Families with young children living in high-rise apartments find it harder to meet and mix with other young families, according to new Deakin University research.
The study from Deakin’s School of Health and Social Development found that a lack of both indoor and outdoor space together with noise and privacy concerns limit social interactions for young families.
Lead researcher Dr Elyse Warner said the research found that families wanted more opportunities for social interaction but found it difficult given the design barriers inherent in high-rise apartment buildings of three levels or more.
“We know that social connections are important for our health and wellbeing but what happens when the buildings don’t accommodate the needs of families, when they are designed for single people and couples without children?” Dr Elyse said.
It's a situation that Anuradha Sawhney is all too familiar with. She lives in a high-rise in Sydney with her husband and daughter, now five. When her daughter was born, she found it difficult to find and establish a sense of community in her neighbourhood. Her closest mothers' group was several suburbs away, "not particularly convenient" for someone with a newborn and without a car".
"Initially, it was very isolating, as we were surrounded by singles or couples with no kids," she says.
Surprisingly, however, Anuradha disagrees with the study's findings and Dr Elyse's suggestion that "living in small-sized apartments without ready access to outdoor spaces for children to play combined with concerns over disturbing neighbours means families often don’t invite other children for playdates or host social gatherings”.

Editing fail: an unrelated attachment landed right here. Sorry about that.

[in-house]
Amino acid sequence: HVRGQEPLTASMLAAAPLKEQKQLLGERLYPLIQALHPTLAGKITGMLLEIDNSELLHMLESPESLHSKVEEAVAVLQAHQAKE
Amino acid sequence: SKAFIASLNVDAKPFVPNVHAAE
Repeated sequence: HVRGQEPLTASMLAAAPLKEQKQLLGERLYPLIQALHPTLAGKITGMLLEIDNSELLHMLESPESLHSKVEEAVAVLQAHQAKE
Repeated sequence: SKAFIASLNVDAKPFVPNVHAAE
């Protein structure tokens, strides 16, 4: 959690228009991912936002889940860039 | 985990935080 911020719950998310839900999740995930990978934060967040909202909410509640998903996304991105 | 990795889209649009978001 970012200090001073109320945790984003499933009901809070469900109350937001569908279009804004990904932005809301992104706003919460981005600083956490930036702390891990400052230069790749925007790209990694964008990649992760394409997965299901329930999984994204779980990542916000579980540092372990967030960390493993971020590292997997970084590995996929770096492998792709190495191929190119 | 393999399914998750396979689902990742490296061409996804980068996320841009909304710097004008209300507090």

Five years on, Anuradha still lives in the same high-rise in the city and says she "couldn't think of leaving" because of the community she and her husband have managed to establish.
"As my daughter grew older and started various classes, we both found friends that we could get along with," she says. "While the kids learned ballet, us parents would go for walks or sit down at a cafe. These friends have become an extremely important part of our lives and we are often each other's back-ups during emergencies and school holidays.
"We often have kids over for a playdate," she continues. "High-rise dwellers are usually disturbed by late-night noisy parties, not kids making a ruckus. We've never had a complaint."
Lexi Crouch, a single mum who lives with her three-year-old daughter in a high-rise apartment in Brisbane, agrees. "I have been able to meet other (single) parents at the local cafe—you notice the parents in the area!"
While Lexi agrees that high-rise apartments tend to be occupied by single people and couples without children, as a working mum, she says her living arrangements "work well for us. We go to our local cafe every morning and have a park close by. Everyone also has small designer dogs in the area so keeps us entertained! I don’t plan on moving until I’m in a relationship again—I’ve been living here for three years."
In Australia, apartment—and high-rise living—is on the increase. According to the ABS, there is now around one occupied apartment for every five occupied separate houses in Australia, compared with one to every seven in 1991.
What this means is that there will be more and more mums raising children in high-rises. The good news is, high-rise living doesn't have to be isolating for families. As both Anuradha and Lexi found, community connections can still be made while living in high-rises—they just might not be in the traditional way of our parents' generation.
As Dr Elyse says, “Moving out to larger homes in the suburbs isn’t always the answer and it further isolates the families that remain." The solution lies in creativity, and as the Deakin study recommends, having councils provide family-friendly outdoor spaces in parks and recreation reserves, such as covered barbecue areas and play spaces.